Unsolicited Brick Pick by Cece Monroe
March 31 @ 18:00 – April 2 @ 22:00 CEST
A response to male sexual violence in the digital age.
Friday 31 March 18:00-23:00
Saturday 1 April 12:00-22:00
Sunday 2 April 12:00-20:30
Masculinity has long been associated with penises. In this way, sending a “dick pic” can be viewed as a display of masculinity. This displaying of masculinity is frequently done without context, this causes the receiver of the “dick pic” to be immediately aware of their own objectification by others. Conversations opened with a “dick pic” are an immediate display of violence and objectification; analogous to having a brick thrown through your window.
Through unsolicited Brick Pic, I explore this disconnect between the physical world and the online world. By printing the “dick pic” onto a physical object, I bridged the divide between the two worlds: reconnecting the violence of flashing with the sending of a “dick pic” online.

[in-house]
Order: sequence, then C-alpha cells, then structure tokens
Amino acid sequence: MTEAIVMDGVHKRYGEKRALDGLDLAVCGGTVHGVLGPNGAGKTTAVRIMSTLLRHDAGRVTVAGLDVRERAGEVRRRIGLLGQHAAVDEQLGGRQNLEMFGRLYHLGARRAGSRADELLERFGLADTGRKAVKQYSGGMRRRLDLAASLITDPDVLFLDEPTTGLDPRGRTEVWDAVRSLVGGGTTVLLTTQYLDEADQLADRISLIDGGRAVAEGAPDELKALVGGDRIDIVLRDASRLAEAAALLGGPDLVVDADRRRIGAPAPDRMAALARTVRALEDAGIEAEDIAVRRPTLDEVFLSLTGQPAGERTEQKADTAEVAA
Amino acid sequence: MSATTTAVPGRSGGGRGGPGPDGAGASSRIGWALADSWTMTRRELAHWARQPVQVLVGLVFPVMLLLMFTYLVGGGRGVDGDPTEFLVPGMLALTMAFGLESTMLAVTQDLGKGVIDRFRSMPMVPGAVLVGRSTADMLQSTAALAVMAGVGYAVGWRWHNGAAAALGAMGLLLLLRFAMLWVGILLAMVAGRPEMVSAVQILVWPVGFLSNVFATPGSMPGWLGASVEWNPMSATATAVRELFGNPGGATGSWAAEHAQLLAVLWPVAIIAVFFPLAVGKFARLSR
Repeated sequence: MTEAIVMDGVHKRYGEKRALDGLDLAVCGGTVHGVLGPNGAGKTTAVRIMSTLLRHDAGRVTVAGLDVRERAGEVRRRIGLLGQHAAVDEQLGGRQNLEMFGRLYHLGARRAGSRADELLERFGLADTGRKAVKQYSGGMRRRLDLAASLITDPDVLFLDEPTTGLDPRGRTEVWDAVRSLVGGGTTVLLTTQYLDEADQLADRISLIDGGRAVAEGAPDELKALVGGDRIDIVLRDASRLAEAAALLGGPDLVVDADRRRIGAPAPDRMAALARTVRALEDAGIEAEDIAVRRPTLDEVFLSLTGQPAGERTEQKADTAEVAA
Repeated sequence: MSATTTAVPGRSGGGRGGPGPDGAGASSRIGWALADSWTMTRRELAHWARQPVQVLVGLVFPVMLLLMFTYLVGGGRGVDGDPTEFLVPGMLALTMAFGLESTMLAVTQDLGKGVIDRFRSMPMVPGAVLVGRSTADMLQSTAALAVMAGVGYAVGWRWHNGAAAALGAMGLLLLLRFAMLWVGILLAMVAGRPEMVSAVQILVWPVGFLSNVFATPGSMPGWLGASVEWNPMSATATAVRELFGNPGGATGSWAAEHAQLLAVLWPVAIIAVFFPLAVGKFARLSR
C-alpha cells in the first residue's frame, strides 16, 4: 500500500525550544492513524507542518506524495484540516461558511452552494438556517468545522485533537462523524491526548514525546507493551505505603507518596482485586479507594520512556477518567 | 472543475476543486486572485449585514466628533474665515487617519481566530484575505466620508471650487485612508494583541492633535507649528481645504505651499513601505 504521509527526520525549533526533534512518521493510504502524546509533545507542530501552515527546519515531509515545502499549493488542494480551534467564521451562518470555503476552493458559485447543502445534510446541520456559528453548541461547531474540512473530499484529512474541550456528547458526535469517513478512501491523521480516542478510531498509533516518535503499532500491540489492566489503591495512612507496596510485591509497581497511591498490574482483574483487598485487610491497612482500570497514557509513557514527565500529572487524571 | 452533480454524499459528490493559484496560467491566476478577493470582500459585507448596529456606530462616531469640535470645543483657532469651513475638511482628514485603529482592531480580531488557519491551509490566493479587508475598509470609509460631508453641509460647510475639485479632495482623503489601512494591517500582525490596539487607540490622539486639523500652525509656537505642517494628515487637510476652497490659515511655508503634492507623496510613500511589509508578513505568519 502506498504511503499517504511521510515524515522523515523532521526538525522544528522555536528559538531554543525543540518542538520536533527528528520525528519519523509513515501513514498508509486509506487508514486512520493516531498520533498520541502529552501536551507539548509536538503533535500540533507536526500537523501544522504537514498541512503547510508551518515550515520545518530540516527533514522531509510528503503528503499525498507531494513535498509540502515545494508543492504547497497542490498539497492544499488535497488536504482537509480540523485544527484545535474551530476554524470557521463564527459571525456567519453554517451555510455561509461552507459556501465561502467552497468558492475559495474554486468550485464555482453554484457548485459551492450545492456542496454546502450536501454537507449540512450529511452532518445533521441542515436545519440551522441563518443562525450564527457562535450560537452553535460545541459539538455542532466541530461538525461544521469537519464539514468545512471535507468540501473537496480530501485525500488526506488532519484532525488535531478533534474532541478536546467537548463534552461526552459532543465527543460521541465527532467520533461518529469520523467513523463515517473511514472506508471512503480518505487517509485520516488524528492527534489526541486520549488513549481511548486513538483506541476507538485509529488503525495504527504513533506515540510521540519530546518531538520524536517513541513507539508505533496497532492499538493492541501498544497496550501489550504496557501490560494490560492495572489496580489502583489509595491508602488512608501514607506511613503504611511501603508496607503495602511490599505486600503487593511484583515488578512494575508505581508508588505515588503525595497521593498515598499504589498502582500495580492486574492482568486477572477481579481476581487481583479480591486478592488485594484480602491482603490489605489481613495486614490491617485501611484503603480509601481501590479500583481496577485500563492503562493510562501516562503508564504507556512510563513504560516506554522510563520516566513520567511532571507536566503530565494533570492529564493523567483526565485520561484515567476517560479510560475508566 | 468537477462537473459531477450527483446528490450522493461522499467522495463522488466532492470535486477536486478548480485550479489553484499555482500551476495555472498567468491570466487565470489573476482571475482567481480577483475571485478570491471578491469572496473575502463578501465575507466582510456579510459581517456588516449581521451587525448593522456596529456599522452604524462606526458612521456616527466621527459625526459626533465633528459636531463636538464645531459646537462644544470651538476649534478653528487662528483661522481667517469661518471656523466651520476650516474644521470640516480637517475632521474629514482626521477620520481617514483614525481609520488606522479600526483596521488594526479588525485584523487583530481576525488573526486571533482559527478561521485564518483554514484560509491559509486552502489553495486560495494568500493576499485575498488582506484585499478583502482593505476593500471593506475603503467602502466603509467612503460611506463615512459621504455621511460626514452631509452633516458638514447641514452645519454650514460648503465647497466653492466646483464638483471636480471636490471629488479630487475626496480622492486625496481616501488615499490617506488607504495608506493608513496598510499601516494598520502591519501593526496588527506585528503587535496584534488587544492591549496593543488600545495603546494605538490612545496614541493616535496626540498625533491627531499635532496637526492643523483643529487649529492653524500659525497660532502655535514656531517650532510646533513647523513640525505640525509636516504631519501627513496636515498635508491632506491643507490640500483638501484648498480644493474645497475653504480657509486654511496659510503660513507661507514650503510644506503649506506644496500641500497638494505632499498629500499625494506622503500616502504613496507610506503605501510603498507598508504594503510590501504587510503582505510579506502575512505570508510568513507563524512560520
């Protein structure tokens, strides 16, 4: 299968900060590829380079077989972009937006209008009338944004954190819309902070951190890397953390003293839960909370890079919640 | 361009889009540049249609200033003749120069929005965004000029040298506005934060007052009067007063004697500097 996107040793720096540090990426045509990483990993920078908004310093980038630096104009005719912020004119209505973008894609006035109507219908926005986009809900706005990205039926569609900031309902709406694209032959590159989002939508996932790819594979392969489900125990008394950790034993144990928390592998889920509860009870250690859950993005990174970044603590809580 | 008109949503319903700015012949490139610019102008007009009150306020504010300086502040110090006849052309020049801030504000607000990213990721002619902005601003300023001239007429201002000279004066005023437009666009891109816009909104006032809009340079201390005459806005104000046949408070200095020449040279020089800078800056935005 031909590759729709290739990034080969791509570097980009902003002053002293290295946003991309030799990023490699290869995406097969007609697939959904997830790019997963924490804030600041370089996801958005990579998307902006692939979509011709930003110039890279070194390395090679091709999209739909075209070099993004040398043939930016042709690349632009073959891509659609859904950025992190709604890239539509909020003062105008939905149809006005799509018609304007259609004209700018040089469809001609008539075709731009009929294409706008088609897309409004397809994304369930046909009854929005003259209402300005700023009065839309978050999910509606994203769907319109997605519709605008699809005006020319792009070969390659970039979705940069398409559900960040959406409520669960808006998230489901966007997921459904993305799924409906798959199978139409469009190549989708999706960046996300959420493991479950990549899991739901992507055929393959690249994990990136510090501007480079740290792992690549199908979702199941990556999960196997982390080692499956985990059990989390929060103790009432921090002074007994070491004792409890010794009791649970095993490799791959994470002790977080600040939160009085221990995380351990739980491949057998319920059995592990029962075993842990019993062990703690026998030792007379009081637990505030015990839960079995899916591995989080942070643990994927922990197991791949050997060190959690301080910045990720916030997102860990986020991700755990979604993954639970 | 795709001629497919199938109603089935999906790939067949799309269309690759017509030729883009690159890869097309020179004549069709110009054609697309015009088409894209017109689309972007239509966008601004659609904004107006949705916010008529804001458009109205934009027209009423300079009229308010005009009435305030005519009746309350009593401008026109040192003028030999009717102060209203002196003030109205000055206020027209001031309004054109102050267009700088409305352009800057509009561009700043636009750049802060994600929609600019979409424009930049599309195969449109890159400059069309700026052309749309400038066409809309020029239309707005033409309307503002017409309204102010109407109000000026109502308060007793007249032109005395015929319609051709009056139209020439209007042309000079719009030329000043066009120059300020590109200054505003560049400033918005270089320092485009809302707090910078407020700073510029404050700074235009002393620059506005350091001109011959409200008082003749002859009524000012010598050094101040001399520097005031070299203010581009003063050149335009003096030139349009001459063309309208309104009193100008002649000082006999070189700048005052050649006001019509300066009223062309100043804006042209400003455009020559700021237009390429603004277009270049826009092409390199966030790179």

(1) Smith, R. (2020) Who threw the first brick at stonewall? A final and definitive answer to the internet’s favourite question, PinkNews. Available at: (Accessed: November 19, 2022).
A brick is not just a symbol of permanence and strength but also a symbol of oppression and resistance, especially to the queer community. “According to legend, it was a piece of brick hurled at
police officers outside of the Stonewall Inn that sparked the historic uprising.” Using a brick recognises the prevalence of unsolicited (1) dick pics in the queer community. Highlighting this further, I chose to work with queer models, all of whom spoke to me about their experiences of receiving unsolicited “dick pics”.